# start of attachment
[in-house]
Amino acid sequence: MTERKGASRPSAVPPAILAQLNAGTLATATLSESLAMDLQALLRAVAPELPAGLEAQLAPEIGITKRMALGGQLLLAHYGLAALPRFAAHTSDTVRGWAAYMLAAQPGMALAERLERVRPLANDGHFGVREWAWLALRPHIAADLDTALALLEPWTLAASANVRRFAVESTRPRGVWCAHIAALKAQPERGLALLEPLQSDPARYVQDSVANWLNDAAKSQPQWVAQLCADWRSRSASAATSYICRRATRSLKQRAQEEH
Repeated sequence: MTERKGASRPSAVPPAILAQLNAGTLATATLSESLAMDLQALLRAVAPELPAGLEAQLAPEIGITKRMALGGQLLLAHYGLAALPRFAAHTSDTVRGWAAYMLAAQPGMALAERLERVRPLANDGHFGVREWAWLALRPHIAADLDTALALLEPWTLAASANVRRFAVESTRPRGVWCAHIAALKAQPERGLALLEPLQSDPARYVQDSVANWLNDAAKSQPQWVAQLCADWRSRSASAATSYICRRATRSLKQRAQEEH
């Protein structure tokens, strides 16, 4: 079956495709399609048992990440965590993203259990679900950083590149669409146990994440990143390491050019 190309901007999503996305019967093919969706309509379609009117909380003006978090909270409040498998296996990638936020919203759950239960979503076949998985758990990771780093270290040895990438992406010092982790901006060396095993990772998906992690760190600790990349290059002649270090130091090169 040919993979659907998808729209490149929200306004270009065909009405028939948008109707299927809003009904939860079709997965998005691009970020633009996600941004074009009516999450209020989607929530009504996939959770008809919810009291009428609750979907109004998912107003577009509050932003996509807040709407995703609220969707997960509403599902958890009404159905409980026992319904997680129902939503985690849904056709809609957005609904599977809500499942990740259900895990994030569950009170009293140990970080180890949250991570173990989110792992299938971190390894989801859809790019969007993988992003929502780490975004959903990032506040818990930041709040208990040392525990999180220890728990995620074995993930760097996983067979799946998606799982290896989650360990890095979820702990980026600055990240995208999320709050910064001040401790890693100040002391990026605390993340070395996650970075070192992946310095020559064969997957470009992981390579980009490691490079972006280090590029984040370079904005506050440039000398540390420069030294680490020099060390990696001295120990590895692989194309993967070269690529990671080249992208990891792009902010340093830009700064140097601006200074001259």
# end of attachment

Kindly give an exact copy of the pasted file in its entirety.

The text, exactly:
[in-house]
Amino acid sequence: MTERKGASRPSAVPPAILAQLNAGTLATATLSESLAMDLQALLRAVAPELPAGLEAQLAPEIGITKRMALGGQLLLAHYGLAALPRFAAHTSDTVRGWAAYMLAAQPGMALAERLERVRPLANDGHFGVREWAWLALRPHIAADLDTALALLEPWTLAASANVRRFAVESTRPRGVWCAHIAALKAQPERGLALLEPLQSDPARYVQDSVANWLNDAAKSQPQWVAQLCADWRSRSASAATSYICRRATRSLKQRAQEEH
Repeated sequence: MTERKGASRPSAVPPAILAQLNAGTLATATLSESLAMDLQALLRAVAPELPAGLEAQLAPEIGITKRMALGGQLLLAHYGLAALPRFAAHTSDTVRGWAAYMLAAQPGMALAERLERVRPLANDGHFGVREWAWLALRPHIAADLDTALALLEPWTLAASANVRRFAVESTRPRGVWCAHIAALKAQPERGLALLEPLQSDPARYVQDSVANWLNDAAKSQPQWVAQLCADWRSRSASAATSYICRRATRSLKQRAQEEH
């Protein structure tokens, strides 16, 4: 079956495709399609048992990440965590993203259990679900950083590149669409146990994440990143390491050019 190309901007999503996305019967093919969706309509379609009117909380003006978090909270409040498998296996990638936020919203759950239960979503076949998985758990990771780093270290040895990438992406010092982790901006060396095993990772998906992690760190600790990349290059002649270090130091090169 040919993979659907998808729209490149929200306004270009065909009405028939948008109707299927809003009904939860079709997965998005691009970020633009996600941004074009009516999450209020989607929530009504996939959770008809919810009291009428609750979907109004998912107003577009509050932003996509807040709407995703609220969707997960509403599902958890009404159905409980026992319904997680129902939503985690849904056709809609957005609904599977809500499942990740259900895990994030569950009170009293140990970080180890949250991570173990989110792992299938971190390894989801859809790019969007993988992003929502780490975004959903990032506040818990930041709040208990040392525990999180220890728990995620074995993930760097996983067979799946998606799982290896989650360990890095979820702990980026600055990240995208999320709050910064001040401790890693100040002391990026605390993340070395996650970075070192992946310095020559064969997957470009992981390579980009490691490079972006280090590029984040370079904005506050440039000398540390420069030294680490020099060390990696001295120990590895692989194309993967070269690529990671080249992208990891792009902010340093830009700064140097601006200074001259």